2009-03-17, this Tuesday, Southwest Creek, Camp Lejeune, NC

We are going again on St Patrick’s Day, This Tuesday if you want to join us. Elmer

2009-03-11 Southwest Creek, Camp Lejeune, N.C.

We are trying to eradicate the invasive foriegn Alligatorweed.

We had a great day on the water today. It was a beautiful warm early spring day and most
enjoyable just to be out there. We were able to dislodge tons of alligator weed and get it floating
down stream toward salt water where it cannot survive.

That is Jim Niedermeyer of Hubert up front and Elmer Eddy of Swansboro in the rear. Ed Gruca
of Emerald Isle took all these pictures. Thank you, Ed.

Here we are under the former Atlantic Coast Railroad Bridge where we launched our boats. This
opening is the only one opening under the bridge for us to get though to go up stream. They all are
blocked as usual with solid mats of floating alligatorweed which has come downstream and held
up here. Even this one has alligator weed from the shore to the bridge as soon as you get through.

See the tops of those four old pilings on the right. They are what restricts the free flow of the river.
In all the other openings they are in the center of the opening which makes it worse.

We hope to get these old pilings removed or cut off two to three feet below the surface so the floating
alligator weed can move freely through with the current. These man made obstructions should not be here.

This picture is below the bridge. Clean as a whistle as it should always be.
In fact the entire river should be this way! We hope to make it that way.

This ruler measures the diameter of the post. It is 11 inches.

There are four of them in each opening.

Here you can look through the pilings and see the alligatorweed hung up by the bridge.
Those three small posts on the left should be removed too.

These fishermen came by where we ate lunch at Old Range Road.

They had a nice companion.

Godzilla the Great Alligator was not visible today.That is his sunning area on the left.
Please notice how pretty and clean the area is with out alligatorweed.

Another gator spot upstream
Alligatorweed collected behind fallen tree. A lot of this has been here for years and has
become well rooted which makes it more difficult to get loose and floating. We
cut this tree down and removed many of the branches which were holding the large
mass of weed here. We believe this is the last of the very bad accumulaltion of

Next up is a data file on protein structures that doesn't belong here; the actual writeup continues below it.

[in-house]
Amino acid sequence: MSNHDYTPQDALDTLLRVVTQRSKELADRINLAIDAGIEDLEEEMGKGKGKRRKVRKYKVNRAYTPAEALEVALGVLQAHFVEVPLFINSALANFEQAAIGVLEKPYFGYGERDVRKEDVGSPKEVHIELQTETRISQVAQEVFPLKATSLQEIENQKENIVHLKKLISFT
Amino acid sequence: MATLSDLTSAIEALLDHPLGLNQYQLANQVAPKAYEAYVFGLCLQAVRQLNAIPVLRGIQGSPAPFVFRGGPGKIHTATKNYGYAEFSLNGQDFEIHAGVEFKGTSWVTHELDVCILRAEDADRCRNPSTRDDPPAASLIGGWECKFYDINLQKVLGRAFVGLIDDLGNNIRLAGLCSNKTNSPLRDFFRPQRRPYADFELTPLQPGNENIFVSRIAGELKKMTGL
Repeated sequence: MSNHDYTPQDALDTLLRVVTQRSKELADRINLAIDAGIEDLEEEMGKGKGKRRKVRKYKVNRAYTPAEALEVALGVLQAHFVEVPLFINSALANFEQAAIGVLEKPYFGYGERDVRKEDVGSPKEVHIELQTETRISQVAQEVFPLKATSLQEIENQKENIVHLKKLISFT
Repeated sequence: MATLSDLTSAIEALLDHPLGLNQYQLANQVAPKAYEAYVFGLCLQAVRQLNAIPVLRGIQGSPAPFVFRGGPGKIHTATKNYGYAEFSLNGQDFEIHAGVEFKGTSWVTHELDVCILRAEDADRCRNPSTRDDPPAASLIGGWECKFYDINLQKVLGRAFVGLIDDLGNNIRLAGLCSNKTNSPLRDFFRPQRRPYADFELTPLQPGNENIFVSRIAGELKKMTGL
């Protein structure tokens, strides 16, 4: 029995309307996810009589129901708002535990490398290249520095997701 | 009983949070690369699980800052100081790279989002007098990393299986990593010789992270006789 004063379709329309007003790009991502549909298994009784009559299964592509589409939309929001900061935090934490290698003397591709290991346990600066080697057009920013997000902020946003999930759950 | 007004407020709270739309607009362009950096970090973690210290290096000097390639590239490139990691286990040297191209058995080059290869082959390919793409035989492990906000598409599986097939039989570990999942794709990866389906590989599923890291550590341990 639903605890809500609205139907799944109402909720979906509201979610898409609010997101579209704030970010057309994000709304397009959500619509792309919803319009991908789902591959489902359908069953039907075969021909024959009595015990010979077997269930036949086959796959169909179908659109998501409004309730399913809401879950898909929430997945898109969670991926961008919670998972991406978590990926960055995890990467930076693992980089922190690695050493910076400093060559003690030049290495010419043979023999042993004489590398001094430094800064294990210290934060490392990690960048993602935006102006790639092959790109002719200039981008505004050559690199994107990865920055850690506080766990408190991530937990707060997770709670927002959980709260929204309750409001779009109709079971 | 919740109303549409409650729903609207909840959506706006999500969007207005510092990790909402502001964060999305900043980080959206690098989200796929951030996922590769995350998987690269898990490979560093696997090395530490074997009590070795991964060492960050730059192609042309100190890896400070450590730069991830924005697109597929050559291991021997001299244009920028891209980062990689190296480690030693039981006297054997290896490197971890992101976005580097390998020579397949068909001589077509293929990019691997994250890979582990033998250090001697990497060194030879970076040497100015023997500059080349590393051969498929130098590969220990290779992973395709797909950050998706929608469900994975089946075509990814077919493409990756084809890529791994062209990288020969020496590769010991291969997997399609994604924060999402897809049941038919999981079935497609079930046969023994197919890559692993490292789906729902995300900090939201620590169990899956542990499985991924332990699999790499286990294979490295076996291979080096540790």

alligatorweeds in any one spot in the main channel.

Alligatorweed loosened and set downstream from above jam.

More of the same. Some of it gets hung up again. It is very easy to move out into
the current again. A good long steady rain raises the water level and flushes it downstream
fast in the stronger current.

Aquatic grasses are beginning to grow and flourish in the warmer temps. Notice the long
white shoots already growing at the nodules of the green stems of alligatorweed.

Trash at our lunch spot. This is a huge metal drum.
This is what appears to be some type of tank vehicle. Too much for us to handle.
Old Range Road is right behind this and is accessable by truck. We hope Camp Lejeune
will remove it. It is on the other side of the river from the Air Base.

Looking ahead,when hopefully we will encounter only small pieces of alligatorweed,
we gathered some long rooted stems with new growth appearing at every nodule and
put them in a black bag. We hung it on the bridge at our put-in where we launch our
boats. It is in full sun and these weeds should deteriate quickly. This is a test.

We hope by now we have convinced all those who question this all natural method of
controlling alligatorweed and that it is far superior to using chemical or imported flea beetles.

We take advantage of our winter’s kill of all growth above water level. This is the best
time to attack it. Nature does all of this for us.

We use the 24 hour a day flow of the river current to transport the floating stems and roots
down to salt water. Nature transports it for us.

As it cannot live in salt water it all disappears before it gets to Maple Landing.
Natures disposes of it for us

Isn’t this not only more effective is killing it but also far superior environmentally in
accomplishing the end result we all desire?

If you still do not believe it please come with us and see for yourselves. If you can,t do this
please check it out on your own and let us know what you think.

Elmer Eddy

Elmer, The White Oak River Trashman
Stewards of The White Oak River Basin
101 River Reach Drive West,
Swansboro, NC. 28584

910-389-4588 e-mail: elmer@whiteoakstewards.org

Please visit our website: http://www.whiteoakstewards.org/
“If no one litters, there will be no litter!”
Share